It is only through cooking that I continue to discover the subtle influence my early years in Louisiana have on the dishes I now prepare.  Believe it or not, I can clearly remember sucking down crawfish, raw oysters, beignets and cafe au lait from my highchair.  Some would scoff at a three year old eating raw oysters and drinking coffee from a sippy cup.  Not me!  I couldn’t be more grateful for my dive head first into some serious food.  I am not only thankful for being exposed to something other that fish sticks and mac and cheese, but also for having recipes that have been prepared by at least two generations of women in my family.  Thankfully, I have fabulous cooks on both sides of the family.  I’ve also had the very good fortune of living in three states with completely different styles of cuisine; California, Texas and Louisiana.  Even as I am writing, I am flooded with the best memories of eating or watching my mother, grandmother or aunt fixing something delicious.  These memories are still so near and close to my heart that they actually have a fragrance – the image of the food and hustle bustle in the kitchen flawlessly clear in my mind’s eye.  

But back to the topic at hand, which is the most delicious and delicate trout you will ever eat.  My mom expertly prepared the freshest trout – typically just caught from Lake Ponchartrain by my proud father and his best buddy.  Even cooked from the tiny kitchen of a Residence Inn, my mom could turn out some trout that tasted as if was prepared by the most accomplished chef in the finest kitchen.  It was one of my absolute favorites and I could never get enough of it.

Below is John Alma’s recipe with a few of my mother’s minor alterations, posted exactly as provided to me.  Mom has never prepared this dish with stream trout; only the fat, speckled trout from Lake Ponchartrain.  No matter; you can always imagine that your trout was swimming in that vast Louisiana lake mere hours ago.  A few other notes from my mother:  “There is nothing low calorie, fat or carb about this recipe! Do not modify, it alters the soul of this dish! Just enjoy its buttery deliciousness without guilt…”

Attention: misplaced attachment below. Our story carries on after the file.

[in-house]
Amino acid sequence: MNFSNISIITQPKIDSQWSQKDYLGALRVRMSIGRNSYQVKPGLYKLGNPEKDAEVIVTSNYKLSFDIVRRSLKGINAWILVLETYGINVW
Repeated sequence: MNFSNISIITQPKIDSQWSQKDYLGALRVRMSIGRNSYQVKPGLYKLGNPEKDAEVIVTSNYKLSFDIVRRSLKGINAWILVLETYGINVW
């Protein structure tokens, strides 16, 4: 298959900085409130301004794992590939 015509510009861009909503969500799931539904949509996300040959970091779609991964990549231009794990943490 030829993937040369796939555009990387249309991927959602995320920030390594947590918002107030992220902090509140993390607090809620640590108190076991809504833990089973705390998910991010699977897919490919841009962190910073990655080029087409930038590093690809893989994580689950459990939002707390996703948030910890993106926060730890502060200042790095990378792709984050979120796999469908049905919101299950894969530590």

I couldn’t agree more. 

john alma’s trout almandine

  • 6 mediums size trout, filleted (you can substitute redfish fillets if trout is unavailable) 
  • 1 tsp. season salt (I use Nature’s Seasons, it is very well balanced and doesn’t overwhelm)
  • 1/4 tsp. ground Savory
  • 1/4 tsp. ground Turmeric
  • 1/4 cup flour
  • 1/2 cup butter
  • 1/4 tsp ground Mace
  • 1 pack (2 1/2 oz.) slivered blanched almonds
  • 1 tbsp lemon juice
  • 1 tbsp finely chopped Italian parsley
  • thin lemon slices for garnish
  1. Preheat oven to 200 degrees. Place baking sheet or serving platter in oven to prewarm.
  2. Melt butter in sauté pan until foam subsides and it barely starts to brown. NOTE: Watch carefully that butter doesn’t burn. If butter has very dark granular specks, it has burned!  Throw it away, clean pan, and start again.
  3. Roll freshly washed (slightly patted dry) trout fillets in mix of season salt, savory, turmeric and flour. Only flour as many as will fit in your sauté pan at one time.
  4. Brown fillet in butter on both sides (about 2 minutes per side, depending on size of fillet). Place cooked fillets on warming dish or baking sheet in oven as they finish. Place skin side down if skin is still on fillet, they look prettier that way. Place a piece of loose foil over warming dish of fish to preserve moistness if cooking a lot of fillets.
  5. Cook remaining fillets in batches until all are on warming dish.
  6. Add additional butter to sauté pan if needed for sauce. Turn heat to low and melt butter and add mace and almonds. Stir constantly and lightly sauté almonds. They will burn easily if left unattended. Turn off heat and stir in lemon juice and parsley.
  7. Keep fillets on warming dish or place fillets on warmed serving plate, or individual plates. Place thin lemon slices on fillets. Spoon sauce over fish, any remaining sauce may be placed on the table in a bowl for spooning on fish or side dishes.

More of mom’s notes:

The flavor of this dish is very delicate and relies on the turmeric, savory and mace with a browned butter foundation. I have tried to use oil and low fat substitutes for all or part of the butter and it didn’t work, the taste was not the same.

 

I have never cooked this with freshwater stream trout (rainbow, golden, etc.), only with pretty big trout from Lake Ponchartrain. I think that the trout down there are speckled trout and the fillets were about 1/2 lb. each.

 

I would serve this with a mild flavored spring vegetable such as fresh sautéed green beans. A strong flavored vegetable such as broccoli will overwhelm the delicate flavor of the fish and sauce. Wild and Basmati mixed rice, Jasmine rice or my favorite, Konriko wild pecan rice are really good with the fish.